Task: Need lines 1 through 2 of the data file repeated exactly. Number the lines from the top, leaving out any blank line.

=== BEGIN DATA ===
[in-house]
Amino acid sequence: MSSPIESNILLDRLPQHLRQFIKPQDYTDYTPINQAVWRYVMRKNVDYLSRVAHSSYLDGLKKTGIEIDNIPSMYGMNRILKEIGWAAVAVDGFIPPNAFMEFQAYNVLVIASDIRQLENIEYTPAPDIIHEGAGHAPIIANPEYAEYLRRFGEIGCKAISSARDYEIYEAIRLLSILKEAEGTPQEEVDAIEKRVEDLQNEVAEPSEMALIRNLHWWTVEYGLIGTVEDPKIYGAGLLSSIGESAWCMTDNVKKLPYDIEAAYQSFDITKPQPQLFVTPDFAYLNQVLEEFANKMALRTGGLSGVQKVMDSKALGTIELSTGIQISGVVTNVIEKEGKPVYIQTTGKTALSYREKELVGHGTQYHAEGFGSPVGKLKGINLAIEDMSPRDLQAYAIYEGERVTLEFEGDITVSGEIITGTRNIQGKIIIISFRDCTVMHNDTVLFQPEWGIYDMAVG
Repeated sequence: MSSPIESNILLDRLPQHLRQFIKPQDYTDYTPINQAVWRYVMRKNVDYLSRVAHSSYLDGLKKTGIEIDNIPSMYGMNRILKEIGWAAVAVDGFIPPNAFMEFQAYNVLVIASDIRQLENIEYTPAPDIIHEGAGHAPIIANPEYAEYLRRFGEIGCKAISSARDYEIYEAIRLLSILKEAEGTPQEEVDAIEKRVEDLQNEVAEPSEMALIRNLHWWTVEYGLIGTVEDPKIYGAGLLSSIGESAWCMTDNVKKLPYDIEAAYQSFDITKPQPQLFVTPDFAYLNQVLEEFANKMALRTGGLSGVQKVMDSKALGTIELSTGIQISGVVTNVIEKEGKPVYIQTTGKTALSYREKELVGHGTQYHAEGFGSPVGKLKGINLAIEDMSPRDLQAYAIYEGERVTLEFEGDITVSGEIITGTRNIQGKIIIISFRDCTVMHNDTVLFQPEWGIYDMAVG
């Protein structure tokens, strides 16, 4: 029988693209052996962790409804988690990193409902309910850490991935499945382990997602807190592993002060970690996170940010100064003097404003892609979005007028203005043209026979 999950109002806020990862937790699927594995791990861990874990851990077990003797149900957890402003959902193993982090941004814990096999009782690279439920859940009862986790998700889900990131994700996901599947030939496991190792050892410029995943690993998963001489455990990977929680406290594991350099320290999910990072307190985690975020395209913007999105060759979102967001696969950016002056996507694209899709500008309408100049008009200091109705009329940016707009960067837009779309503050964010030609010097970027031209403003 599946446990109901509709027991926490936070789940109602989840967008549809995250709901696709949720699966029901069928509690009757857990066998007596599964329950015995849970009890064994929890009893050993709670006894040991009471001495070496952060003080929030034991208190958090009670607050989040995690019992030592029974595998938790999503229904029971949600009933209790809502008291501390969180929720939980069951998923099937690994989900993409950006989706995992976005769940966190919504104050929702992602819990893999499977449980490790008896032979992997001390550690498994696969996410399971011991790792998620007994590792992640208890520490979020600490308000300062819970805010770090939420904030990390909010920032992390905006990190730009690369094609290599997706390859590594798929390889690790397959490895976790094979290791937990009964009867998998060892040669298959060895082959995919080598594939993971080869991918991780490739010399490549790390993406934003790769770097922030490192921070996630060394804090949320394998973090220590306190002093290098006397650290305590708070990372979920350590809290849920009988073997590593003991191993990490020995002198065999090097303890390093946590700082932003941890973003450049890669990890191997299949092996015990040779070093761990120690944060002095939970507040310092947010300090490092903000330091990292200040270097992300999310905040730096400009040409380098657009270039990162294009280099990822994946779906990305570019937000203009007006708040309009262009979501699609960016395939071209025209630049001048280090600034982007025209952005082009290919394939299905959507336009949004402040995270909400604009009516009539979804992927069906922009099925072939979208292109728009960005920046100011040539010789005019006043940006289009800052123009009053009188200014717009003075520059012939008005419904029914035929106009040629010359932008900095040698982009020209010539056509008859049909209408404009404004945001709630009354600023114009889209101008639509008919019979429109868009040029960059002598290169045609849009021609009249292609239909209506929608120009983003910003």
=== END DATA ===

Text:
[in-house]
Amino acid sequence: MSSPIESNILLDRLPQHLRQFIKPQDYTDYTPINQAVWRYVMRKNVDYLSRVAHSSYLDGLKKTGIEIDNIPSMYGMNRILKEIGWAAVAVDGFIPPNAFMEFQAYNVLVIASDIRQLENIEYTPAPDIIHEGAGHAPIIANPEYAEYLRRFGEIGCKAISSARDYEIYEAIRLLSILKEAEGTPQEEVDAIEKRVEDLQNEVAEPSEMALIRNLHWWTVEYGLIGTVEDPKIYGAGLLSSIGESAWCMTDNVKKLPYDIEAAYQSFDITKPQPQLFVTPDFAYLNQVLEEFANKMALRTGGLSGVQKVMDSKALGTIELSTGIQISGVVTNVIEKEGKPVYIQTTGKTALSYREKELVGHGTQYHAEGFGSPVGKLKGINLAIEDMSPRDLQAYAIYEGERVTLEFEGDITVSGEIITGTRNIQGKIIIISFRDCTVMHNDTVLFQPEWGIYDMAVG